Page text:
In November of 1966, at a symposium held in Pittsburgh, the most vital component of those who had recently started calling themselves New Archaeologists met to discuss the complex and ambitious theme of “Social Dimensions of Mortuary Practices” and to define a shared strategy for its proportioning, according to what was the hypothetical-deductive practice at time taken by those who aspired to pursue a processual approach in archeology.
In little less than half a century away from that important occasion of discussion it seemed appropriate to reflect and compare with a constructive verification (and without schematic preconceptions) how much of interpretative paradigms have survived until nowadays, as well as methodologies and heuristic desires of processual positivism about issues related to the sociological interpretation of funerary practices.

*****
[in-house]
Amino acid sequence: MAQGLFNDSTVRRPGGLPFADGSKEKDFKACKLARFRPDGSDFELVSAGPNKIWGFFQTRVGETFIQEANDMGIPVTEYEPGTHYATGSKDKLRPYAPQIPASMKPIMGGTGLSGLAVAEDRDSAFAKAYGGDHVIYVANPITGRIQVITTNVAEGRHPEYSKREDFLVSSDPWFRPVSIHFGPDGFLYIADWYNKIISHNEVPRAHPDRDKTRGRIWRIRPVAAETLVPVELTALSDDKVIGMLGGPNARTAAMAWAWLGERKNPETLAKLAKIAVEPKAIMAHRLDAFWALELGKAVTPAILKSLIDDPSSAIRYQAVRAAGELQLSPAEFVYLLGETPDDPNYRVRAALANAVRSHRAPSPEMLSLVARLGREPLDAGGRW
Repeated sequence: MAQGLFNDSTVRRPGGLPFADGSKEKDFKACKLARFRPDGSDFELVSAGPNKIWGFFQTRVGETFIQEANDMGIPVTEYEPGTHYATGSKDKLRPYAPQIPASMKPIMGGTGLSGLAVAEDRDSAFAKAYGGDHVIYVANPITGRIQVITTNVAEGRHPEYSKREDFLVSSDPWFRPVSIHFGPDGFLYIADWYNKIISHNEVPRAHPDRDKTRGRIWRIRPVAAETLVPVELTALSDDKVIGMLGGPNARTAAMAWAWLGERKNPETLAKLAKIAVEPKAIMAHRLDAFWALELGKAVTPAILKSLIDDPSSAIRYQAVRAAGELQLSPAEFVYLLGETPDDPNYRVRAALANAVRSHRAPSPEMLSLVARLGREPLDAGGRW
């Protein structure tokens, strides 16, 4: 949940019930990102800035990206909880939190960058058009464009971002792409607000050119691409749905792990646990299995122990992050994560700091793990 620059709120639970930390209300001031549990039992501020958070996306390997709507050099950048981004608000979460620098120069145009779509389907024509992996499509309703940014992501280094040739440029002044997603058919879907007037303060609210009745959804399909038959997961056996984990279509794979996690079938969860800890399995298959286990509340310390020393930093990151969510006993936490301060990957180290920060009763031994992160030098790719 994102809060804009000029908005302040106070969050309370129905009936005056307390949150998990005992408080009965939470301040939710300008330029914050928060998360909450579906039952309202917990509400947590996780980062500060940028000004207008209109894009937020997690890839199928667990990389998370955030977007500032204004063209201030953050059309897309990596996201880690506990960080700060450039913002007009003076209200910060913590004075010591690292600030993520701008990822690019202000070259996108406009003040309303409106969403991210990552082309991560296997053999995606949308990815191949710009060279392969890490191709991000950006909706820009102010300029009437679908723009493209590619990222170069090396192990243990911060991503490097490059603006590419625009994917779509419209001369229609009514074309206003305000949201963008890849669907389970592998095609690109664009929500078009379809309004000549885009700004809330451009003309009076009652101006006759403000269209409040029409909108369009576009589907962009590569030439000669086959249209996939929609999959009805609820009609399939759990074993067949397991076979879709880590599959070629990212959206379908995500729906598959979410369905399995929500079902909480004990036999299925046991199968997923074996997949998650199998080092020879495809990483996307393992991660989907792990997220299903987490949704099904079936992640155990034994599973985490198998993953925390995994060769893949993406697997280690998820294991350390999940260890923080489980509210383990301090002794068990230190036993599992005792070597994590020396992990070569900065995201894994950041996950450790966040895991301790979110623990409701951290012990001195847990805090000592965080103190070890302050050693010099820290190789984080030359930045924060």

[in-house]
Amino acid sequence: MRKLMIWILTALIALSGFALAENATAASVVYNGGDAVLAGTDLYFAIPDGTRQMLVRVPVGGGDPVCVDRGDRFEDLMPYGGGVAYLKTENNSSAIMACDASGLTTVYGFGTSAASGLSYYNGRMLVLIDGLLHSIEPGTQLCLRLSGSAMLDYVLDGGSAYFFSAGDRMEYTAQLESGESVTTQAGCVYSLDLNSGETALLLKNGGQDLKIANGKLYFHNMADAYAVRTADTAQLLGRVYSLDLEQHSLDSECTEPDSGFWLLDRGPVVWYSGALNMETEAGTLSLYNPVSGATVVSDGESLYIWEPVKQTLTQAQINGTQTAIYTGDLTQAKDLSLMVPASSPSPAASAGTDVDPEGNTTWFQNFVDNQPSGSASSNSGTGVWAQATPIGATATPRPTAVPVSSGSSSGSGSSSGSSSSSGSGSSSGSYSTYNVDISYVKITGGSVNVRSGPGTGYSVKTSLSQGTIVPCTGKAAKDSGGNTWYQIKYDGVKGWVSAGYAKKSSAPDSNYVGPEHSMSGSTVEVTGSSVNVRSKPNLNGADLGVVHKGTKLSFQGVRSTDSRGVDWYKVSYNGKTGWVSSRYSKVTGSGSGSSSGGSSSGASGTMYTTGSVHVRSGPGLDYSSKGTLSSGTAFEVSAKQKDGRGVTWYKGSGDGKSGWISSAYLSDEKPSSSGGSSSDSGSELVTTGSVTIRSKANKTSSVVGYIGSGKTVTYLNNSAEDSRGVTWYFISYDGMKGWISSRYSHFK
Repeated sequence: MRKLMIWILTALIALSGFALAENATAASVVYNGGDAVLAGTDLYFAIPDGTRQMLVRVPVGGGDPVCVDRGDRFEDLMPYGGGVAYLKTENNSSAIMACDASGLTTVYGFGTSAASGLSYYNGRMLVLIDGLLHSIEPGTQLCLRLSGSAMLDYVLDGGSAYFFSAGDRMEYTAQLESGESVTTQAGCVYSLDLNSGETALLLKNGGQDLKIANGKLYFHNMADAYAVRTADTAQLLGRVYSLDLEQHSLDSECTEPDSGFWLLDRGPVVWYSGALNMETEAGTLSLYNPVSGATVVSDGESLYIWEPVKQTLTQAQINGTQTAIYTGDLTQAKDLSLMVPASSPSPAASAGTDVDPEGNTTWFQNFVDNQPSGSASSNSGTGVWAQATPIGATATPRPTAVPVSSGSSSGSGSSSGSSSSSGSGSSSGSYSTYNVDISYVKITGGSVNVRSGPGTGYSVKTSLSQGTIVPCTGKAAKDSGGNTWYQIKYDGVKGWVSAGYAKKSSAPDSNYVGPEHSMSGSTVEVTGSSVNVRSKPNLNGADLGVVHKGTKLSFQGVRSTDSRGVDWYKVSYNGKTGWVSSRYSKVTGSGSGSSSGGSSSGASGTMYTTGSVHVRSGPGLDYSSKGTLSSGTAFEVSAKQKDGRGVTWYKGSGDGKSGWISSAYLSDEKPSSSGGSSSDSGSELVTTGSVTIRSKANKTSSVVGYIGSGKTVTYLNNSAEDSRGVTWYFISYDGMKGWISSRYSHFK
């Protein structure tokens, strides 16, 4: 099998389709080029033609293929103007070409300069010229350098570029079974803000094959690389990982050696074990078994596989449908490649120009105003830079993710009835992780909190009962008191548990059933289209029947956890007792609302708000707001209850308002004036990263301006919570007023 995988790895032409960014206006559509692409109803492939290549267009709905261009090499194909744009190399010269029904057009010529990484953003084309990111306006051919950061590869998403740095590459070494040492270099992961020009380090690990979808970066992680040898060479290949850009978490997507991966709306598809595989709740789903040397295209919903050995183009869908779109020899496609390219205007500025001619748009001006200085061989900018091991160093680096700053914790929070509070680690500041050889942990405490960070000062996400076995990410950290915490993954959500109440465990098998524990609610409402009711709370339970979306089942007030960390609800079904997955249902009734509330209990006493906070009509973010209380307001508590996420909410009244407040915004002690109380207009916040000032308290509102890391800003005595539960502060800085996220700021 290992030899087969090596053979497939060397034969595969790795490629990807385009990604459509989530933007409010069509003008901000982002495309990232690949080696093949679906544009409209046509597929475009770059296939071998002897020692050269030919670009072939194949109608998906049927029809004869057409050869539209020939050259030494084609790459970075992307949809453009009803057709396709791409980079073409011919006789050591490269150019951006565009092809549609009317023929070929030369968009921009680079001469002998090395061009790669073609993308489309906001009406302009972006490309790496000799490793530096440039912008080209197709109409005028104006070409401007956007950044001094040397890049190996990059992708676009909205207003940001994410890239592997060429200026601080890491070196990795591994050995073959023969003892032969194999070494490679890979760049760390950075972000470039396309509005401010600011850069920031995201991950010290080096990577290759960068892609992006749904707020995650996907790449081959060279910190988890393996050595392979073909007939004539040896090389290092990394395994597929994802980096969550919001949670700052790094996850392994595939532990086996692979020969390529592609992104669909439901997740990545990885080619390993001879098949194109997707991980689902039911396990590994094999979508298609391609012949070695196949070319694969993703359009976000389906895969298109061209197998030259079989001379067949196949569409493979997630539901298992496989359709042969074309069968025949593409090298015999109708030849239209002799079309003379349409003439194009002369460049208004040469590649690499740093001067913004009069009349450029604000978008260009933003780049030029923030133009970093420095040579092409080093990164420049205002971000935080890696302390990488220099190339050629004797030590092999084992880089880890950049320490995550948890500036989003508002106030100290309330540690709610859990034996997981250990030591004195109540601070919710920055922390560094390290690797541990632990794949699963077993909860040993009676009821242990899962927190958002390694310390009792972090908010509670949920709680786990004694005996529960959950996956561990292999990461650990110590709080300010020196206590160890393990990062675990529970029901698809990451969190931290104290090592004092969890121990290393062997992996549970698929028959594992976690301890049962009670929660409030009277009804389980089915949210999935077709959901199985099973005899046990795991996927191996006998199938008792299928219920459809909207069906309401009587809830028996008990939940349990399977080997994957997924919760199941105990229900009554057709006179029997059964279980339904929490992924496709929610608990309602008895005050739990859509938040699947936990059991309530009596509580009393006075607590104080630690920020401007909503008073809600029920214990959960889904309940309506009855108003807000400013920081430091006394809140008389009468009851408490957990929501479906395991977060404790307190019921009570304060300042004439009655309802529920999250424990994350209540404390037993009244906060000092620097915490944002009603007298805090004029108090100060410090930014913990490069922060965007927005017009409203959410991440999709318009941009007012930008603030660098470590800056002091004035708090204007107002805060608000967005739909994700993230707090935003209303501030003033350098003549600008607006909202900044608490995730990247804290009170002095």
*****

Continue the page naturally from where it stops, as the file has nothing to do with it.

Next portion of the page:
With these objectives, the discussion, in addition to reconsider the findings from previous sessions, will be compared with the broader issue of the dialectic between isomorphism and ideological distortion in the funerary projection of a social dimension of a single individual and/or community he belongs to.
The debate will focus on the effectiveness or limitations of various heuristic strategies (paleodemography, analysis of grave goods, evaluation of rarity index, determining the funerary variability, set-theoretical-combinatorial approach, determining the funerary complexity, etc. etc.). put in place time after time in the sociological survey and, consequently, also in the historical and anthropological surveys about necropolis.